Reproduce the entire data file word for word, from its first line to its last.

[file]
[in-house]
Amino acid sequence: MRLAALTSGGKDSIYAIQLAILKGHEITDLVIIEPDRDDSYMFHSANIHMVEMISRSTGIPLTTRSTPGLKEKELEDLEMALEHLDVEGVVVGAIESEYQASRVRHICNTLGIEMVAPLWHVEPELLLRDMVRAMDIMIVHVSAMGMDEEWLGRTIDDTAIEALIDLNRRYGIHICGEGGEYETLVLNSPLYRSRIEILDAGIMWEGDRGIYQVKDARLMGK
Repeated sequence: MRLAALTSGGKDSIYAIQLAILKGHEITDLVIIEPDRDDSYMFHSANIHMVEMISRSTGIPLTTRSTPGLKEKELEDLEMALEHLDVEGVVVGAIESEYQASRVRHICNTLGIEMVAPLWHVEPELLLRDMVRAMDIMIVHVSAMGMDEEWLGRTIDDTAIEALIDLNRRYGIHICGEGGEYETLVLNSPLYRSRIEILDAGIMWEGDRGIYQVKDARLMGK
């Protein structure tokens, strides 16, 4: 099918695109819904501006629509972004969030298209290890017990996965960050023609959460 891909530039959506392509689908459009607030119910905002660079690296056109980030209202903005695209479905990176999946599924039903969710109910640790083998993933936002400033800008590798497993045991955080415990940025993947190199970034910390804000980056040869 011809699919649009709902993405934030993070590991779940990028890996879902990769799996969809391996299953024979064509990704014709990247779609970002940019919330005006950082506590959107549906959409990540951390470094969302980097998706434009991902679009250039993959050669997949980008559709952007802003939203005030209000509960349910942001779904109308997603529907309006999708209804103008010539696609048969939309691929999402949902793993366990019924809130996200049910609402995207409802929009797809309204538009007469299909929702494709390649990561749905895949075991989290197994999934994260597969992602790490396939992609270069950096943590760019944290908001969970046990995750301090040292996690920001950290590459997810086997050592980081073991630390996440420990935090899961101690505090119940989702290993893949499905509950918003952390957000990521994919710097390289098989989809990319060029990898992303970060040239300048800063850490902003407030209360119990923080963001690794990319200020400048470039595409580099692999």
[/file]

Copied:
[in-house]
Amino acid sequence: MRLAALTSGGKDSIYAIQLAILKGHEITDLVIIEPDRDDSYMFHSANIHMVEMISRSTGIPLTTRSTPGLKEKELEDLEMALEHLDVEGVVVGAIESEYQASRVRHICNTLGIEMVAPLWHVEPELLLRDMVRAMDIMIVHVSAMGMDEEWLGRTIDDTAIEALIDLNRRYGIHICGEGGEYETLVLNSPLYRSRIEILDAGIMWEGDRGIYQVKDARLMGK
Repeated sequence: MRLAALTSGGKDSIYAIQLAILKGHEITDLVIIEPDRDDSYMFHSANIHMVEMISRSTGIPLTTRSTPGLKEKELEDLEMALEHLDVEGVVVGAIESEYQASRVRHICNTLGIEMVAPLWHVEPELLLRDMVRAMDIMIVHVSAMGMDEEWLGRTIDDTAIEALIDLNRRYGIHICGEGGEYETLVLNSPLYRSRIEILDAGIMWEGDRGIYQVKDARLMGK
């Protein structure tokens, strides 16, 4: 099918695109819904501006629509972004969030298209290890017990996965960050023609959460 891909530039959506392509689908459009607030119910905002660079690296056109980030209202903005695209479905990176999946599924039903969710109910640790083998993933936002400033800008590798497993045991955080415990940025993947190199970034910390804000980056040869 011809699919649009709902993405934030993070590991779940990028890996879902990769799996969809391996299953024979064509990704014709990247779609970002940019919330005006950082506590959107549906959409990540951390470094969302980097998706434009991902679009250039993959050669997949980008559709952007802003939203005030209000509960349910942001779904109308997603529907309006999708209804103008010539696609048969939309691929999402949902793993366990019924809130996200049910609402995207409802929009797809309204538009007469299909929702494709390649990561749905895949075991989290197994999934994260597969992602790490396939992609270069950096943590760019944290908001969970046990995750301090040292996690920001950290590459997810086997050592980081073991630390996440420990935090899961101690505090119940989702290993893949499905509950918003952390957000990521994919710097390289098989989809990319060029990898992303970060040239300048800063850490902003407030209360119990923080963001690794990319200020400048470039595409580099692999």